U.S. tuberculosis cases decreased in 2010

According to the Centers for Disease Control and Prevention, there were 3.9 percent fewer cases of tuberculosis in the United States in 2010 than in 2009.

The authors of the CDC study point out that although the average drop in TB rates was 3.8 percent per year during 2000 to 2008, the target of 0.1 case per 100,000 people was not actually met in 2010. In 2010 there were 3.6 cases for every 100,000 people, according to

TB rates in the United States were found to be 11 times greater in those that were foreign-born than in those born in the United States.

In comparison with non-Hispanic caucasians, Hispanics had TB rates seven times greater. Non-Hispanic African-Americans had TB rates eight times greater than whites and Asians - 25 times greater - reports. Of those recently born in the United States, African-Americans are seven times as likely to develop TB as caucasians, according to the report.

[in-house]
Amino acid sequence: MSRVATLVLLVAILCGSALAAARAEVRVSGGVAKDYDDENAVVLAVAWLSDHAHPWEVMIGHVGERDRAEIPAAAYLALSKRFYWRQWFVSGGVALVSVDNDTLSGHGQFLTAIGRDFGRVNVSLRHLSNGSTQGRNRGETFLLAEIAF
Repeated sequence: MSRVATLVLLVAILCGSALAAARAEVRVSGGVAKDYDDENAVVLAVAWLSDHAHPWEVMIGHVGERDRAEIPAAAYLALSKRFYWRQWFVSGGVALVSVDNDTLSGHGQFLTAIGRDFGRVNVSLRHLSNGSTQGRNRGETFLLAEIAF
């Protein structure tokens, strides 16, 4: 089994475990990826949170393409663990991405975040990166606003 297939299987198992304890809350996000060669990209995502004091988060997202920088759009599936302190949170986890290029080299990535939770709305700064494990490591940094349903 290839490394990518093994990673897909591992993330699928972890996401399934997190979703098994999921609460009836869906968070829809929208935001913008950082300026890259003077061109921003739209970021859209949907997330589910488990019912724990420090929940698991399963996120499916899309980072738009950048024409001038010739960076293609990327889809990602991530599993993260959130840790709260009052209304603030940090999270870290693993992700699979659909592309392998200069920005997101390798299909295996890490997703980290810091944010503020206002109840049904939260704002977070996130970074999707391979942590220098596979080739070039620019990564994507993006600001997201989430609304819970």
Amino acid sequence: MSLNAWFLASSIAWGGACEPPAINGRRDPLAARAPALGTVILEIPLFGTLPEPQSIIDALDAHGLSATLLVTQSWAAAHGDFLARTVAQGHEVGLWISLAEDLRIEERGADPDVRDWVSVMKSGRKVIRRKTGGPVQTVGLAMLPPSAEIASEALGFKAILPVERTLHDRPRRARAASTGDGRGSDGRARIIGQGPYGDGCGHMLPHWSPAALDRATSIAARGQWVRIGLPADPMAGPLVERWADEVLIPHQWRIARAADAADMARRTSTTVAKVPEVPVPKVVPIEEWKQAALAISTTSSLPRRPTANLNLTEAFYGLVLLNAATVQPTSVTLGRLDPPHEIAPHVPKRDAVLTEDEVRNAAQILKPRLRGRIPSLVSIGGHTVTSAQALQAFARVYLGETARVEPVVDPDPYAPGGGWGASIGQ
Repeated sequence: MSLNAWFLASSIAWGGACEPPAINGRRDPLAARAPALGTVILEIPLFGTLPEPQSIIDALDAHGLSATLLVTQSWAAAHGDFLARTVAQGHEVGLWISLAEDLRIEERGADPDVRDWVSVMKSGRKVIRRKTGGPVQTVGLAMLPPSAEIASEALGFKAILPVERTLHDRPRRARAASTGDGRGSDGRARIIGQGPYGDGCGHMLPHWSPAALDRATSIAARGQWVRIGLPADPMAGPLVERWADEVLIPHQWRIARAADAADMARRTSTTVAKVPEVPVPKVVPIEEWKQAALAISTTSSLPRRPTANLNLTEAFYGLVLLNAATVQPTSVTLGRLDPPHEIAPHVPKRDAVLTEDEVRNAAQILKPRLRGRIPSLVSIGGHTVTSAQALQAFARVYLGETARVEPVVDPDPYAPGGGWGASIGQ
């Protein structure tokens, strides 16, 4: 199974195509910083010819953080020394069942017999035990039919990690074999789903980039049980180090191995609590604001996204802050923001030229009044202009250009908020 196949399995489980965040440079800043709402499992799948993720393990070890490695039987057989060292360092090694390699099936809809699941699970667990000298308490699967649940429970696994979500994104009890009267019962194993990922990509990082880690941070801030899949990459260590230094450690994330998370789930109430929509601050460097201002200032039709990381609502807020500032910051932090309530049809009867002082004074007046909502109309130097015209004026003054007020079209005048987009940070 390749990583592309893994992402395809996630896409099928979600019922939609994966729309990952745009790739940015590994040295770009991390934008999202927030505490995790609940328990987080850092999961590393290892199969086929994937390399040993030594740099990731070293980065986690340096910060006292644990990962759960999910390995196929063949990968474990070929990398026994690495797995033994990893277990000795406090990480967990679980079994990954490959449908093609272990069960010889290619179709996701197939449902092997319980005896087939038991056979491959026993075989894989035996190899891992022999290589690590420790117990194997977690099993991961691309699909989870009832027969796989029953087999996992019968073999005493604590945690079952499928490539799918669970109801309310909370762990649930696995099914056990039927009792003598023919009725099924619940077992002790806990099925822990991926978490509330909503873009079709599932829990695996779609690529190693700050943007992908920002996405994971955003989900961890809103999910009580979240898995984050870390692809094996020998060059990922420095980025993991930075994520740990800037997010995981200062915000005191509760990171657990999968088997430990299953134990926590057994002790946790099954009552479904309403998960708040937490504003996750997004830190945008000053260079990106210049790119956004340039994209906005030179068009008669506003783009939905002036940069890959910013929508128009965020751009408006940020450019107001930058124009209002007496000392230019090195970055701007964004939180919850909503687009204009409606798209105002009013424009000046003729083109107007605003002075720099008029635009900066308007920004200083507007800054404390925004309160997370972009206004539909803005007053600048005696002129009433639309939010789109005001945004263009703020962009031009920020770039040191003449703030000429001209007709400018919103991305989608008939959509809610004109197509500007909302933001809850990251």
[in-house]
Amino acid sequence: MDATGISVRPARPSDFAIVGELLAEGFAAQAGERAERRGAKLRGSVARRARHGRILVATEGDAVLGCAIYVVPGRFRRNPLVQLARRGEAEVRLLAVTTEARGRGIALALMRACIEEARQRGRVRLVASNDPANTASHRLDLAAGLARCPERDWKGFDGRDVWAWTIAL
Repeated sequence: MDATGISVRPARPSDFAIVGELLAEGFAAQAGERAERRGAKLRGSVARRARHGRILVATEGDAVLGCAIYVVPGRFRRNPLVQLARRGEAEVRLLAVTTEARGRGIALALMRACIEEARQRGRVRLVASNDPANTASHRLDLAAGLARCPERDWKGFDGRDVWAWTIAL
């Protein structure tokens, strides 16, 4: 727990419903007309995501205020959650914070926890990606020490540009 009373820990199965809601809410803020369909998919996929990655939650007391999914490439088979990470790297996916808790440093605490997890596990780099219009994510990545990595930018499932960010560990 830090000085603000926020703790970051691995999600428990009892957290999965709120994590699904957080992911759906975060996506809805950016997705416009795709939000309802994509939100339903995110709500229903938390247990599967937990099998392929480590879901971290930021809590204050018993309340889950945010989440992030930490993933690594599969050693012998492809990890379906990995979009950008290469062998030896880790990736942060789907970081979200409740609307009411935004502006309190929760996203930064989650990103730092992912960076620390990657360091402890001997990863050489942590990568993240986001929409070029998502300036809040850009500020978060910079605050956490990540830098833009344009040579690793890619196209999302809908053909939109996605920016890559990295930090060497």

The report maintains that in order to address these disparities among foreign and U.S.-born individuals and American ethnic groups, surveillance and TB control will need to persist in the long-term.

All of the health departments in the United States are required to report confirmed TB cases to the CDC. The reports include details of the patient’s self-identified race, ethnicity, treatment data and drug susceptibility test results, reports. The CDC gathers this data, along with data from the U.S. Census population estimates, to determine overall TB rates in the country.

The TB rate among U.S.-born individuals dropped 3.4 percent from 2009 to 2010. The rate among the foreign-born population is 18.1 per 100,000 people. Approximately half of all foreign born cases came from four countries - Vietnam, India, the Philippines and Mexico.

There were 113 cases of multi-drug resistant TB in 2009.